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Explore the towns of the Santa Ynez Valley

Solvang, known as “Little Denmark” boasts a downtown filled with windmills and Danish-style buildings.

Six charming towns are closely clustered together in the picturesque Santa Ynez Valley, and it’s well-worth at least a day of your trip (or more) to wander them all. There’s teeny, rural Ballard, bustling Buellton, the vintage western town of Los Alamos, artsy Los Olivos, historic Santa Ynez, and the unique little Denmark of America, Solvang. If you’re short on time or would rather spend more of your day outside your car than in, center your explorations around Los Alamos and Solvang, and—depending on which route you take—stop by Buellton or Los Olivos as you pass through. In Solveng, after gawking at the quaint windmills and vintage Scandinavian buildings, make your way to casual Bacon & Brine, an eatery operating out of an adorable cottage that serves sandwiches and salads made with local produce and pork from heritage pigs on nearby farms. In Los Alamos, navigate to Bob’s Well Bread, an artisanal bakery located in a renovated gas station that’s headed up a onetime Sony Pictures Television marketing exec.

Don’t Miss San Luis Obispo

As you pick back up on driving the Pacific Coast Highway, you’ll notice is veers away from the coast as you head north, winding around the mountains and Montaña de Oro State Park (an excellent detour if you can spare the time). Otherwise, your next stop should be eclectic city of San Luis Obispo, a.k.a., SLO town. If you happen to roll into town on a Thursday evening, get ready to party. Each Thursday is SLO’s weekly farmer’s market downtown on Higuera Street, rich with food, culture, music and people. And any day, there’s plenty of outdoor activities—hiking and biking especially—plus restaurants, coffee shops, wineries and breweries year-round. Stop into only-in-SLO local favorites like SLO Brew for exceptional beers, nachos, and burgers; Scout Coffee for excellent java; Sidecar Cocktail Co for sophisticated craft cocktails; and Novo Restaurant Lounge for dinner (be sure to request a table outside on the expansive deck).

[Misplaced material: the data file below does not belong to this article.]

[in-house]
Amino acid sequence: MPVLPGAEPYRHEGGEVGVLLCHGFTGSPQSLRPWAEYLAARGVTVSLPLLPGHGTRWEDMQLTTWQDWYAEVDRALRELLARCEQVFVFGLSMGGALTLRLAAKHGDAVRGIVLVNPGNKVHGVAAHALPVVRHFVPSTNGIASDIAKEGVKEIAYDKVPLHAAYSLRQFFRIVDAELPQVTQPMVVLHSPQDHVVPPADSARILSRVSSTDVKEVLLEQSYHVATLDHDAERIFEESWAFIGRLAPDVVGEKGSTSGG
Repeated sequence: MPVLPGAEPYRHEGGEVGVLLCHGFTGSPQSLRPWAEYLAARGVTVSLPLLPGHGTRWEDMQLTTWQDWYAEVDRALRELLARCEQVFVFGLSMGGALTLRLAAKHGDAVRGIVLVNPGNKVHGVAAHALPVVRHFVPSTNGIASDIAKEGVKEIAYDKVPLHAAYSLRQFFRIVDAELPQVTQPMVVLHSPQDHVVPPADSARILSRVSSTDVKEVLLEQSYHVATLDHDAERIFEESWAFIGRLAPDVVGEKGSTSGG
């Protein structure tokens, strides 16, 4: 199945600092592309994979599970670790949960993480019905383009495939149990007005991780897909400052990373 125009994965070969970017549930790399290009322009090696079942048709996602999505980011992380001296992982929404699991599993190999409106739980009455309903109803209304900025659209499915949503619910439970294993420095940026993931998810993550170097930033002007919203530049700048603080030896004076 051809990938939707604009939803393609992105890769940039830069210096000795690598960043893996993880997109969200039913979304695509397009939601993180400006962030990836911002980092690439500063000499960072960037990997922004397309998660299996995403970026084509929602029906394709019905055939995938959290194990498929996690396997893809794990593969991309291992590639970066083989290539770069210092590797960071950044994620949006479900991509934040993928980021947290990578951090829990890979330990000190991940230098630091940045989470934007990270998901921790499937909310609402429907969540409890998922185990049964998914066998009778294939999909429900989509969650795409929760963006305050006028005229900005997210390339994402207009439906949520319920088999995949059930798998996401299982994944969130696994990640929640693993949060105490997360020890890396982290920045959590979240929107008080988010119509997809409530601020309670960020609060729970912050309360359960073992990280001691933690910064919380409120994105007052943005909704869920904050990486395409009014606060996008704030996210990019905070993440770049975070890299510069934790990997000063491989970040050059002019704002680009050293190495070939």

Just outside of the vibrant town of San Luis Obispo lies a beautiful countryside of rolling hills.

Spend Plenty of Time in Big Sur

Ahh, Big Sur. This wild, windswept, and rugged coastline is at the heart of most California coastal road trips, and widely considered one of the most beautiful places on California’s coastline. The drive becomes ultra-dramatic here, snaking around cliffs with views that go deep into the surrounding ravines and out to the Pacific. Keep your camera firmly in your hand—you’ll need it regularly, trust us—and prepare to pull over a lot to simply gawk at the incredible scenery. Make one of your destinations Julia Pfeiffer Burns State Park, and strap on hiking boots for any of its superb hikes. Or, at least stroll the easy path to an overlook for McWay Falls, an 80-foot waterfall that gushes directly into the ocean. Hungry? Stop at longtime favorite Nepenthe restaurant, when you can down a burger while perched at a dizzying height overlooking the stunning landscape. And as you continue north, stop to take a photo of the iconic Bixby Bridge, the open-spandrel arch bridge you may have seen in a thousand car commercials. You won’t be the only one snapping away, but that’s okay—it’s a sight that’s famous for a reason, and a view that’s truly magnificent.